Making it easier for users to go back and forth between TweetDeck’s desktop app and Web site, Twitter is no longer requiring that they log in to the service separately.
Designed to help people track multiple Twitter feeds, Twitter has been trying to improve TweetDeck over the past year. Among other features, it rolling out TweetDeck Teams, group Direct Messages, and a confirmation step before Tweeting.
“Now, when you move from TweetDeck to Twitter Web sites, or from these sites to TweetDeck, you’ll be automatically logged in,” Amy Zima, a product manager at Twitter, notes in a new blog post.
By mid-April, Twitter will no longer support a stand-alone Windows app for TweetDeck.
“If you use Windows, you’ll still be able to visit TweetDeck on the web,” according to Zima. “Nothing is changing about TweetDeck itself, just where you access it from.”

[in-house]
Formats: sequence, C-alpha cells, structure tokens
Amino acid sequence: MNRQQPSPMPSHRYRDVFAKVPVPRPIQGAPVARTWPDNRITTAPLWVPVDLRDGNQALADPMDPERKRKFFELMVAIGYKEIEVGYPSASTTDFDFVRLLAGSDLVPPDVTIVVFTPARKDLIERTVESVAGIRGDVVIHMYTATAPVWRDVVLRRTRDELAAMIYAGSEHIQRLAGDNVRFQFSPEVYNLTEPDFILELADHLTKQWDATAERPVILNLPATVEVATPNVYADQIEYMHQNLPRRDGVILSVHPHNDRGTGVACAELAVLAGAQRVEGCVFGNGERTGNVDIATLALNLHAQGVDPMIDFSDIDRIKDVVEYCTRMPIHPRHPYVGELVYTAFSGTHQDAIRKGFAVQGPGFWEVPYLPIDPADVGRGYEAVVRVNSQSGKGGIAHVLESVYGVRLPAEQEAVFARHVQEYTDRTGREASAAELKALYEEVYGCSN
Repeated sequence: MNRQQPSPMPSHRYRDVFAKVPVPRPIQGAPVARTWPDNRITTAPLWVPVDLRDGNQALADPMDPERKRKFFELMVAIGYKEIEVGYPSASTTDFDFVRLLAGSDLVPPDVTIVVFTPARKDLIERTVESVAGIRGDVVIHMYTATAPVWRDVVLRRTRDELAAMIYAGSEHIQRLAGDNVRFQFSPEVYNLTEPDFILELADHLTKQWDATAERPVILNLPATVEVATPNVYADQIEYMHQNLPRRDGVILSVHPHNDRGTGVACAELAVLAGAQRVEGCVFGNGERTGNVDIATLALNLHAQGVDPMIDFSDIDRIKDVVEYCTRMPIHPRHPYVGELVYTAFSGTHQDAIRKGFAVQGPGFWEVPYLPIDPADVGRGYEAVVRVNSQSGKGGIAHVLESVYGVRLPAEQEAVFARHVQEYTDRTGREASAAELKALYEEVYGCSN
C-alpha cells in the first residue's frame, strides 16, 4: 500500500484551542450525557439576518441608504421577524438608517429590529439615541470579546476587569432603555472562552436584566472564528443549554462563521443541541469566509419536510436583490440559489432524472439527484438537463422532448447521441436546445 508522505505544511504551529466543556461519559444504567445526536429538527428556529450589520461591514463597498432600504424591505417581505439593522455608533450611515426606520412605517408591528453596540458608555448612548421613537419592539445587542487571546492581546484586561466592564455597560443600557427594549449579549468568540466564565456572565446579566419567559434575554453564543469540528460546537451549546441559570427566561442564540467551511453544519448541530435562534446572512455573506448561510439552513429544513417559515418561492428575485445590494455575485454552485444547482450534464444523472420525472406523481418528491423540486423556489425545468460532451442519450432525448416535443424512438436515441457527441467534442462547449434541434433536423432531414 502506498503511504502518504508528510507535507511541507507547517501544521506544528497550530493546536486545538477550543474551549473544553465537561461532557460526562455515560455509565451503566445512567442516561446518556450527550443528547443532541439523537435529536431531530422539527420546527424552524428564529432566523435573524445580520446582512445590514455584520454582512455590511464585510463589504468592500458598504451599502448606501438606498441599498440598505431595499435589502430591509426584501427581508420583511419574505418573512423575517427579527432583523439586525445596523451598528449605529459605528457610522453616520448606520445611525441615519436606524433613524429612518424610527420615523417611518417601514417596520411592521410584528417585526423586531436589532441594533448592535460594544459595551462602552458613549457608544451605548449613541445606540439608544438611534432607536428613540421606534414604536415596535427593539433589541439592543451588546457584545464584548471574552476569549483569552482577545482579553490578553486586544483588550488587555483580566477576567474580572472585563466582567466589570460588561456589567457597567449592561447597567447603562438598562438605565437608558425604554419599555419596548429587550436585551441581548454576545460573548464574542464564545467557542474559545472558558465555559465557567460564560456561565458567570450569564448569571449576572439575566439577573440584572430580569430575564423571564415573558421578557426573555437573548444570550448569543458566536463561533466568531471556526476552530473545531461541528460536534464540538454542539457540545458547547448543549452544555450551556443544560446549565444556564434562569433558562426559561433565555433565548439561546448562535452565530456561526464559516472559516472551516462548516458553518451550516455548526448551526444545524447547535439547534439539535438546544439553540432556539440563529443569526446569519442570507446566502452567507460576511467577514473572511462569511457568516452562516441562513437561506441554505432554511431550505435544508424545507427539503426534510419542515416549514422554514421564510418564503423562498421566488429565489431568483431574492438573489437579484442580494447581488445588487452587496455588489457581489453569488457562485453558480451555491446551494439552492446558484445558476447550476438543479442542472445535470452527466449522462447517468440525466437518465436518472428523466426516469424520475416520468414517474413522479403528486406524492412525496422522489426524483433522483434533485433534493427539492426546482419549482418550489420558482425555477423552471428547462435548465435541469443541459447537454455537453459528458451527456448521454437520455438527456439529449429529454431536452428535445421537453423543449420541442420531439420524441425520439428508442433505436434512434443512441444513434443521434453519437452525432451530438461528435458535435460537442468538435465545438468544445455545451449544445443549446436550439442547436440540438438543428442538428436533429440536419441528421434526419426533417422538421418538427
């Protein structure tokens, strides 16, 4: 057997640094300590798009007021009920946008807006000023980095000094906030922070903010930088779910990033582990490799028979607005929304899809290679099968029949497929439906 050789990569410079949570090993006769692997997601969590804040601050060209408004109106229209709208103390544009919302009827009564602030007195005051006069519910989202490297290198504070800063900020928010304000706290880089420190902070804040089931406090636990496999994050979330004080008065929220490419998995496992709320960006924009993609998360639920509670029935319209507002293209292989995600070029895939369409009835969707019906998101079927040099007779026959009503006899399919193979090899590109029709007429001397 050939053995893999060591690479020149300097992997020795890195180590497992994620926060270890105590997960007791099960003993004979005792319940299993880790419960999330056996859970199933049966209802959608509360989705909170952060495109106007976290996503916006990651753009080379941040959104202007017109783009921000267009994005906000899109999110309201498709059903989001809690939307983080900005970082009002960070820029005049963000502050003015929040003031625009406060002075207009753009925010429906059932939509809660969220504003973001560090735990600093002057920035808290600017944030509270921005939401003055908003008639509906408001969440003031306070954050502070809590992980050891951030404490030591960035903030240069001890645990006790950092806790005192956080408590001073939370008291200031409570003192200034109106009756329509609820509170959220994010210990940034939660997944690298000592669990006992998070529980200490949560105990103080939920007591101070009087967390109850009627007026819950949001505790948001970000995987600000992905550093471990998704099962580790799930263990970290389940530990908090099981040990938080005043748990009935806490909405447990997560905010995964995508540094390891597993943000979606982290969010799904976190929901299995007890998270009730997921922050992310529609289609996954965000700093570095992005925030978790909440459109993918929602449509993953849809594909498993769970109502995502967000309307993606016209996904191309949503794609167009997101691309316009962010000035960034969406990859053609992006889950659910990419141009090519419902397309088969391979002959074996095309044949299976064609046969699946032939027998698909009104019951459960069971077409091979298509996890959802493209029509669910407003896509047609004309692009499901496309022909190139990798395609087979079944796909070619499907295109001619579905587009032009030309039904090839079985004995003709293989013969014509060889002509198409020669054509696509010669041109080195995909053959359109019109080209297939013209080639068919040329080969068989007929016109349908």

Despite efforts to appeal to a large audience by simplifying its service, Twitter continues to struggle. Citing a flattening of its user expansion, eMarketer just lowered its ad-spending projections for the software giant.
Twitter will generate $2.61 billion in advertising revenues in 2016 -- down $340 million from the $2.95 billion eMarketer projected in its last forecast in the third quarter of 2015.
eMarketer analysts attributed the downward revision to a slowdown in the expansion of consumers using Twitter, explaining: “Despite Twitter's efforts to get more people to use the platform through features like Moments, user growth seems to have come to a near standstill.”
Martin Utreras, eMarketer senior forecasting analyst, estimates that 90% of Twitter’s revenues would be derived from mobile users, noting, "We have yet to see material monetization of logged-out users.”
eMarketer projects Twitter’s user base will climb to 291 million users worldwide this year, but reduced its estimates for the number of U.S. Twitter users ages 12 to 24 and 65 and older in the U.S., based on its new data.